JAMES WOOD Updated: August 29, 2018 – Calgary’s proposed hosting plan for the 2026 Winter Olympics would leave a significant legacy of affordable housing, says the chair of city council’s Olympic assessment committee.
Rundle Hall at the University of Calgary which was once apart of Olympic Village in Calgary on Tuesday August 28, 2018. Darren Makowichuk/Postmedia
Evan Woolley said he can’t provide details at this point, but when the plan is released at a Sept. 10 council meeting it will include a great deal of information about housing possibilities.
The city is looking not only at transitioning a potential athletes’ village but also other Olympic sites into affordable homes, said the Ward 8 councillor.
“A legacy is a significant component of my support and of council’s interest in potentially hosting a Winter Olympics,” Woolley said Friday.
“A big component of that legacy is the potential for affordable housing. There’s a whole number of different ways we are looking at that, whether it’s regeneration of existing units or building new.”
Woolley said the idea only makes sense, noting other cities such as Vancouver, which hosted the 2010 Winter Games, have transformed event facilities into housing.
The Town of Canmore, which would host some Nordic events as part of a Calgary Olympics, has already proposed developing an athletes’ village that would house up to 1,200 athletes and officials.
After the games, it would be converted to 240 units of affordable housing. The increasingly expensive mountain town has set a goal of adding 1,000 affordable housing units, said Canmore chief administrator Lisa de Soto.
“Our community’s No. 1 priority to address is affordability and access to affordable housing,” she said Friday. “That’s council’s No. 1 issue and has been for many years.”
The proposed village is on land owned by Canmore and already planned for affordable housing, but Olympic cash would accelerate the process, said de Soto.
Both Canmore and Calgary want to leverage federal and provincial funding for the Olympics to kickstart housing development.
“The opportunities of potentially hosting a Games allow us to execute on our own long-term municipal goals in a much shorter period of time,” said Woolley, noting there are 4,000 people on the waiting list for social housing in Calgary.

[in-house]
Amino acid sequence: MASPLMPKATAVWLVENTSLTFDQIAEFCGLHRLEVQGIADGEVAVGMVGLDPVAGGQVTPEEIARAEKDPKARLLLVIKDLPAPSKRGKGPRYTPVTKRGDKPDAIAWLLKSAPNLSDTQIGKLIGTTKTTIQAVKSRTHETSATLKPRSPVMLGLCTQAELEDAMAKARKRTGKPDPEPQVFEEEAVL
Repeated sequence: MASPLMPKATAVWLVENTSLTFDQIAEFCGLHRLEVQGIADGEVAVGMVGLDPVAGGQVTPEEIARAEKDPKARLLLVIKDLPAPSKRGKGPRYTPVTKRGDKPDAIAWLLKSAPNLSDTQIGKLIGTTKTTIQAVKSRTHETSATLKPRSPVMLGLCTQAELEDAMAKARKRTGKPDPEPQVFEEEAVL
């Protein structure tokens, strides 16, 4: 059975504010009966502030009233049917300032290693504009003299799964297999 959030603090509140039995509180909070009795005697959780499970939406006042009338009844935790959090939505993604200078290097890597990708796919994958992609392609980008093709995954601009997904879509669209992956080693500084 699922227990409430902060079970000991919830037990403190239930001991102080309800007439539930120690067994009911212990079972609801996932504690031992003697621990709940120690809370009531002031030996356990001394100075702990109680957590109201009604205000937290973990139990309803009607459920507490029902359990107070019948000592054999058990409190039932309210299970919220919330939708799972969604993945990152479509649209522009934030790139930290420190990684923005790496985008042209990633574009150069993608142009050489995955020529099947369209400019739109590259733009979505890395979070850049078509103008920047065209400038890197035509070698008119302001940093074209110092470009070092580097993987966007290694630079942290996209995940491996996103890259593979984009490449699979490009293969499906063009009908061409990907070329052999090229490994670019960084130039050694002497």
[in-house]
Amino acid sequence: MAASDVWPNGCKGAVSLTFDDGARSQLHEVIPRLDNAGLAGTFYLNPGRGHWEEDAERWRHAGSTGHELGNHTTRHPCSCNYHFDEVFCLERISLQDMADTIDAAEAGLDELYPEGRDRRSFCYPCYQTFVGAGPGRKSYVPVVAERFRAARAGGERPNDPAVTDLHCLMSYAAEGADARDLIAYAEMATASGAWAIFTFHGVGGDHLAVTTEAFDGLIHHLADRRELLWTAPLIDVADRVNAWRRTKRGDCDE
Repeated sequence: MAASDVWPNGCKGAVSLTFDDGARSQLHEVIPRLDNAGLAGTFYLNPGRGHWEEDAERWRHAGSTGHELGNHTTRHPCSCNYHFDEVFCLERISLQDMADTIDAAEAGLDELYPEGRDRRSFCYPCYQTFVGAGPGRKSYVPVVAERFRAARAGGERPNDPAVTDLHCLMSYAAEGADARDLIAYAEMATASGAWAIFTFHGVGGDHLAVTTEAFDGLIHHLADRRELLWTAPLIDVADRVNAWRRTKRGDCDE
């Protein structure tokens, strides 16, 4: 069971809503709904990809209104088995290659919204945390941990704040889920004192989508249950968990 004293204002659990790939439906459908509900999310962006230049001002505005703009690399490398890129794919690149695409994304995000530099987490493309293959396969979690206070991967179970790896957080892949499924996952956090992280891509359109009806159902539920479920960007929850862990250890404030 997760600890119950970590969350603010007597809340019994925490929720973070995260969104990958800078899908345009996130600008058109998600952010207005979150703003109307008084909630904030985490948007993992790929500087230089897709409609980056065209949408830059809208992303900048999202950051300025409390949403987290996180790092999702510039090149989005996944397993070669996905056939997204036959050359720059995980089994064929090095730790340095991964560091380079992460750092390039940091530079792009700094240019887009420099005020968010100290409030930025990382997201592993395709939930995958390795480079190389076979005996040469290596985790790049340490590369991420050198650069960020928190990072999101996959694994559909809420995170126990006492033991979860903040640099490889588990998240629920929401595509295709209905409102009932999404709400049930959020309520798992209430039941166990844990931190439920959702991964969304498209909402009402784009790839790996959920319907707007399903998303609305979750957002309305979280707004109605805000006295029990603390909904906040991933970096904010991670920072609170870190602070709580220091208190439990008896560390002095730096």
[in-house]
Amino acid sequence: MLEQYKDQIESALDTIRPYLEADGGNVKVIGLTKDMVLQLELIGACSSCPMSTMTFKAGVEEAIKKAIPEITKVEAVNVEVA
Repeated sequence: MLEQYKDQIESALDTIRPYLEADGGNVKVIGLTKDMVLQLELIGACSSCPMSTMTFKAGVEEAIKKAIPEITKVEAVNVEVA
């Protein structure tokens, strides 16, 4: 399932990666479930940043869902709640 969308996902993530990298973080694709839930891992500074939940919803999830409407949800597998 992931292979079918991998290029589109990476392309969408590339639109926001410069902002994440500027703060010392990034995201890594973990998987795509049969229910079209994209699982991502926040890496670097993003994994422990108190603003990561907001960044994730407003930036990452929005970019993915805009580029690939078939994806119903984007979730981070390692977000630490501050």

“We are a city that has struggled to build a few hundred units here and there over the years.”
It’s not clear whether Ottawa and Alberta will require some facilities to transition to housing as part of their potential funding allocations but Woolley said the issue is on their radar, as well as the International Olympic Committee’s.
“The opportunities around affordable housing have been of significant interest to all three levels of government as we’ve been having these conversations,” he said.
The hosting plan presented next month will include capital budgets, operational costs and details of sport and venue concepts. However, it won’t contain information on provincial and federal funding levels.
The NDP government has promised to make public its financial commitment to the potential Winter Games at least 30 days before a Nov. 13 plebiscite, unless council scraps the Olympic bid process altogether on Sept. 10.
The province wouldn’t comment directly on its interest in affordable housing linked to the Olympics, but in a statement said it wants to see facilities put to use after the event is over.
“As the bid process continues to unfold, the province will analyze and consider any legacy plans to repurpose or reuse existing facilities for Albertans if future funding to host the 2026 Olympic and Paralympic Games is to proceed,” Marion Nader, press secretary to Culture and Tourism Minister Ricardo Miranda, said in an email.